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When Soldiers Fall: How Americans Have Confronted Combat Losses From World War I to Afghanistan, by Steven Casey, Oxford University Press, New York, 2014, $29.95

Identifying dead or wounded troops after combat is difficult, and casualty figures are subject to debate among the military, the press and politicians.

When Soldiers Fall is an insightful look at American casualty reporting since 1918. Casey discusses the military’s development of a more accurate notification system in modern times. He describes the role military leaders had in reporting casualties, as well as how they restricted or downplayed numbers to protect the longevity of their own careers.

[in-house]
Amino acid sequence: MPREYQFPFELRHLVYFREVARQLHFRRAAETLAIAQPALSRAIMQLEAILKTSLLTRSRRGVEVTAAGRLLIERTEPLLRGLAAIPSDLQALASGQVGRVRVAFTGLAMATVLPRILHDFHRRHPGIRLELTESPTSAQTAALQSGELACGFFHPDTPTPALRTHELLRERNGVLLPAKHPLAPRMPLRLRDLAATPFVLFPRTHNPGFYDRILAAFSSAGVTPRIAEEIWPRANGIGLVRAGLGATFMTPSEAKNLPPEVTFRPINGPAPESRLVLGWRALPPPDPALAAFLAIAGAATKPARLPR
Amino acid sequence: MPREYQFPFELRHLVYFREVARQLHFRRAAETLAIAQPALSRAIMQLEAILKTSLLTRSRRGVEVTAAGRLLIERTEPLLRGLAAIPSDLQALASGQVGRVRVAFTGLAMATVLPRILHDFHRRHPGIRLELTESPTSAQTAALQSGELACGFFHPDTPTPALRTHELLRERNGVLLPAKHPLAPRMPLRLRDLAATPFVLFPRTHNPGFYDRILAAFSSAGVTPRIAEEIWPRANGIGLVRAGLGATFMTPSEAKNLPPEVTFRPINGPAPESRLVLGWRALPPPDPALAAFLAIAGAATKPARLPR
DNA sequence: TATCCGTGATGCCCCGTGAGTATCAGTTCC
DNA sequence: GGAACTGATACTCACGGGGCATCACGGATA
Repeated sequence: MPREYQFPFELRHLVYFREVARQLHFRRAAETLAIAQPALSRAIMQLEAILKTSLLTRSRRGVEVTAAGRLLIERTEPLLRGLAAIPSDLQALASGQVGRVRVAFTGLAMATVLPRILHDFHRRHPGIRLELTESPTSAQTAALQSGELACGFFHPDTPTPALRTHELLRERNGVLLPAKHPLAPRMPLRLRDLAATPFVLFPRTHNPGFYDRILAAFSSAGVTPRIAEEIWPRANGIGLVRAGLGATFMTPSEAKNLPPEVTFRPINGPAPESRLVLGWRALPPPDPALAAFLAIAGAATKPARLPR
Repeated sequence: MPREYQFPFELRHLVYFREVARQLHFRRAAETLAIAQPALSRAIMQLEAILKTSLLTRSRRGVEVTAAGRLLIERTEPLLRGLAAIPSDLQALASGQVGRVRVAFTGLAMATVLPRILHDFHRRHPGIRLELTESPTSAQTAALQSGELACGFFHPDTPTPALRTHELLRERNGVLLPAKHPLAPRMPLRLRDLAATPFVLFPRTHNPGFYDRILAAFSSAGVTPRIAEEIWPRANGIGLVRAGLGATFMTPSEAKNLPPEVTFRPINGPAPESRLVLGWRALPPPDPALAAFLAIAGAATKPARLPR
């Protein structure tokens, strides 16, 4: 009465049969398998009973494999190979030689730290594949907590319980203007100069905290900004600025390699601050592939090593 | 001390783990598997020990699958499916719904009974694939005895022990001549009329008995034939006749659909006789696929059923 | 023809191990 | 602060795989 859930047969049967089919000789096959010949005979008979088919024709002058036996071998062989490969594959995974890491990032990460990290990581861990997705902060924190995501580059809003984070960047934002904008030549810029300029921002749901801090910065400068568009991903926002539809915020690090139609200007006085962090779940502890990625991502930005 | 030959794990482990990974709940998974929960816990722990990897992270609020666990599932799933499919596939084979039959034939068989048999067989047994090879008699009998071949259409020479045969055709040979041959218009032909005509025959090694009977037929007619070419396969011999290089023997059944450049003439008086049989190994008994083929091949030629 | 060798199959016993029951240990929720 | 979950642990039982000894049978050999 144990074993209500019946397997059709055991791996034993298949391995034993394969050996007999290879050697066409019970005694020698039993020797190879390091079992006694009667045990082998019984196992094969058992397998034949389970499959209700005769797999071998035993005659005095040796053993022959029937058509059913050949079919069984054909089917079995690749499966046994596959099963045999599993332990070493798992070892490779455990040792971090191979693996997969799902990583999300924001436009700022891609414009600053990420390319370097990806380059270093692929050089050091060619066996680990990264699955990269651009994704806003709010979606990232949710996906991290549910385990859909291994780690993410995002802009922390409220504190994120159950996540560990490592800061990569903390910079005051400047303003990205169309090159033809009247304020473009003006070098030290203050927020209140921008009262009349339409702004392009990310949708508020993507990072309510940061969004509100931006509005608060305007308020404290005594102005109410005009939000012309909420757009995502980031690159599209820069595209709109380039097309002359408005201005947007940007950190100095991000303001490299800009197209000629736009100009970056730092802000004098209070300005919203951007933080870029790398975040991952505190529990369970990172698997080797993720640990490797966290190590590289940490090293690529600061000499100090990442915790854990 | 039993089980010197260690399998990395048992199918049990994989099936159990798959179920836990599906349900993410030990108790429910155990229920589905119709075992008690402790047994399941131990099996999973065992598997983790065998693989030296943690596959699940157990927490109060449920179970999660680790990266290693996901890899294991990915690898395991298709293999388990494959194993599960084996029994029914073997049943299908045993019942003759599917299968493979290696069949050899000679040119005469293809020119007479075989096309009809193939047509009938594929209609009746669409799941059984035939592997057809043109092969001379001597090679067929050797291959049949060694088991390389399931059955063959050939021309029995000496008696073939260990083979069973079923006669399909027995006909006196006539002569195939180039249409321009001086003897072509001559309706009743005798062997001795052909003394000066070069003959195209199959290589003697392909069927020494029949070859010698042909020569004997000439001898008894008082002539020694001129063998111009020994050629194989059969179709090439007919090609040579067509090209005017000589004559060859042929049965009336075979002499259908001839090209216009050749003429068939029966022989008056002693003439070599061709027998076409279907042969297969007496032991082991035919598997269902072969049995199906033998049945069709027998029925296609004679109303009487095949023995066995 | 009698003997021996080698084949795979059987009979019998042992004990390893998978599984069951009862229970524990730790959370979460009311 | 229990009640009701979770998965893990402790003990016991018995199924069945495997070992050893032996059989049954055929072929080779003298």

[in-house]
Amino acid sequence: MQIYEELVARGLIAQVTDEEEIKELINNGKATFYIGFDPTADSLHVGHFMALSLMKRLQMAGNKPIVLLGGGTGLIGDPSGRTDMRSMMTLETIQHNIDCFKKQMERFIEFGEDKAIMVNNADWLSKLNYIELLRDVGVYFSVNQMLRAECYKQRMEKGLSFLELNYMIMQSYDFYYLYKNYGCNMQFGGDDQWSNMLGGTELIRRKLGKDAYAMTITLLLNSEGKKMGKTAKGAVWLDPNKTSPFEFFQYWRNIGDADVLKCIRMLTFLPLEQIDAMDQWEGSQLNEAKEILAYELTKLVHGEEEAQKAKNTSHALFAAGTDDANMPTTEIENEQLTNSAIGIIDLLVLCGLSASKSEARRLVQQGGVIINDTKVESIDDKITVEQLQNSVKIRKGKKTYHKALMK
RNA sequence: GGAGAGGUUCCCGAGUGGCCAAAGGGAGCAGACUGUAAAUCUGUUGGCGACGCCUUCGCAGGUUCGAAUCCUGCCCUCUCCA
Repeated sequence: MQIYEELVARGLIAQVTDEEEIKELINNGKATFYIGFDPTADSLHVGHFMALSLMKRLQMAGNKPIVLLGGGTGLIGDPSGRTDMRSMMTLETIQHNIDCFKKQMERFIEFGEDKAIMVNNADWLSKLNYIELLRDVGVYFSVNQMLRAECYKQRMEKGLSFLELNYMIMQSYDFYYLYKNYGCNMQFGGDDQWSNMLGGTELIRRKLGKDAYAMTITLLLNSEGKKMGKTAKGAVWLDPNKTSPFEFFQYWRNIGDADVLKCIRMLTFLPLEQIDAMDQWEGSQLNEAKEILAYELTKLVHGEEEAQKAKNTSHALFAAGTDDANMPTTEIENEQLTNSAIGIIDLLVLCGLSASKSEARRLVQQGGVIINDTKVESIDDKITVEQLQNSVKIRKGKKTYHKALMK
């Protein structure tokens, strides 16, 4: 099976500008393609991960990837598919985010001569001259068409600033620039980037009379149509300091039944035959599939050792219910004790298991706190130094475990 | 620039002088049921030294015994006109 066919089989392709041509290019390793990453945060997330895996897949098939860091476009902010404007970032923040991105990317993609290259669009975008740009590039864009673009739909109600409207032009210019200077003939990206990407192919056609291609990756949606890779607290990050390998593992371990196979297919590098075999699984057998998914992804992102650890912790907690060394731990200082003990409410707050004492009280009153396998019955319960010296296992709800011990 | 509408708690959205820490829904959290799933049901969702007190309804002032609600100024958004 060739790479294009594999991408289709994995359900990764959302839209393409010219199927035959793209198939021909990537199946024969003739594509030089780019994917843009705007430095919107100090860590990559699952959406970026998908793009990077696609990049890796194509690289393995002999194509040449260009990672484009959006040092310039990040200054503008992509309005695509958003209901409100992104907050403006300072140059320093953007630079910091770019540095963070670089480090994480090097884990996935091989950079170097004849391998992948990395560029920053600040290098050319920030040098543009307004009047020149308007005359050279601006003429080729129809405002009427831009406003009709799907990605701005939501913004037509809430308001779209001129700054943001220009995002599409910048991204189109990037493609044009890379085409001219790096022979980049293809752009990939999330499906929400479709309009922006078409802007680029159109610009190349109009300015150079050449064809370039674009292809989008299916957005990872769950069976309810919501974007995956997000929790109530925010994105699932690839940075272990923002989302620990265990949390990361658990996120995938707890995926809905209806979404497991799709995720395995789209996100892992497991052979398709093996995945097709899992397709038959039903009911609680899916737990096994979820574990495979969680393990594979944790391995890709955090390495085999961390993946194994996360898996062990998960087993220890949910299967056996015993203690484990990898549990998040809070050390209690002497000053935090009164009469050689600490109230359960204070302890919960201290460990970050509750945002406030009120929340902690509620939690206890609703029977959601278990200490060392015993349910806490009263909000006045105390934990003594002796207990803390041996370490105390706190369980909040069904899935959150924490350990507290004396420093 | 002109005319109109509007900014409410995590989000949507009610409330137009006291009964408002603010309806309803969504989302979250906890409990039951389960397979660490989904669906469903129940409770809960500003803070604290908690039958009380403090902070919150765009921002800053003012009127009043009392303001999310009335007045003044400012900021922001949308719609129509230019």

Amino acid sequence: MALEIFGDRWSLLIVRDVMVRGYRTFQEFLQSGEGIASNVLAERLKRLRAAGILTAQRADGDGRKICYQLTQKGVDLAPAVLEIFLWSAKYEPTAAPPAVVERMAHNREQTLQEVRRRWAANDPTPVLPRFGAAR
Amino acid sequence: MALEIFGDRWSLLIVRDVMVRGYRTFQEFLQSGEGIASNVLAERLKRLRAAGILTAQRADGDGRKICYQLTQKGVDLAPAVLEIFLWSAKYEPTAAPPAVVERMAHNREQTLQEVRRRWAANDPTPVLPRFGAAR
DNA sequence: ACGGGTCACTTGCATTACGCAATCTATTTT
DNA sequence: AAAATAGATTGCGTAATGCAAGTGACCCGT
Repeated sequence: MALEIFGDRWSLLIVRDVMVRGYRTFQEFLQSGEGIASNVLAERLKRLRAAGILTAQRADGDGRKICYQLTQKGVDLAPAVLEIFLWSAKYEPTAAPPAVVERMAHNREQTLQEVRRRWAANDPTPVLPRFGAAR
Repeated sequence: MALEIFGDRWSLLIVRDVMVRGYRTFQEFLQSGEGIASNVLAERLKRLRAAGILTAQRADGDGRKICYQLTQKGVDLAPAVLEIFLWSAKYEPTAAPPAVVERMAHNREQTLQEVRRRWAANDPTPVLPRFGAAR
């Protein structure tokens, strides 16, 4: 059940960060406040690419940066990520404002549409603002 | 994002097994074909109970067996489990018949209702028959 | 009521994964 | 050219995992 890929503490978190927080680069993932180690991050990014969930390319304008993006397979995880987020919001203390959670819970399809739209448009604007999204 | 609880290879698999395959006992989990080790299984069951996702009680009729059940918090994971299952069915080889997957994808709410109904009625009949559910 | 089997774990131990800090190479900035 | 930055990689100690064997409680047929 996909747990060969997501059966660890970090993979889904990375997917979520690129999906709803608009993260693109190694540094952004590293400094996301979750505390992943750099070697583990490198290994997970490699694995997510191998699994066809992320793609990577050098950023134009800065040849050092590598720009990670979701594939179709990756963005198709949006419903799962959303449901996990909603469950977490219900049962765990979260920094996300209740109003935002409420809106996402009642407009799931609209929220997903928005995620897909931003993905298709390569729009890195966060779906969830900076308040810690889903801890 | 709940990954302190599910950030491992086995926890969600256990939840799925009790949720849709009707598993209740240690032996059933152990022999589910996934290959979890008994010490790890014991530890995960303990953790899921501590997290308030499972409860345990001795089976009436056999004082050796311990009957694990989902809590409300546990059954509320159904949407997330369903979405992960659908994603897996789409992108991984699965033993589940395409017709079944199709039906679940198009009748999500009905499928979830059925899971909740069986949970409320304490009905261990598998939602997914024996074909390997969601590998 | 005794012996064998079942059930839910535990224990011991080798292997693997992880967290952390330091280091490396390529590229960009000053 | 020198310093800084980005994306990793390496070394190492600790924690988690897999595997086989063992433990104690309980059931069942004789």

Casey also covers how journalists, often denied access to casualty figures by military censors, sought information from less objective sources and inflamed public opinion through sensationalistic reporting. Casey depicts the tension between the press and military leaders over the credibility of casualty figures, and the increased exposure to the graphic nature of war that television and social media provided to shape American public opinion.

When Soldiers Fall is a thorough assessment of the tactical problems surrounding military casualty reporting and an excellent description of how accurate casualty information affects the American military, the public, the press and political leaders.

—S.L. Hoffman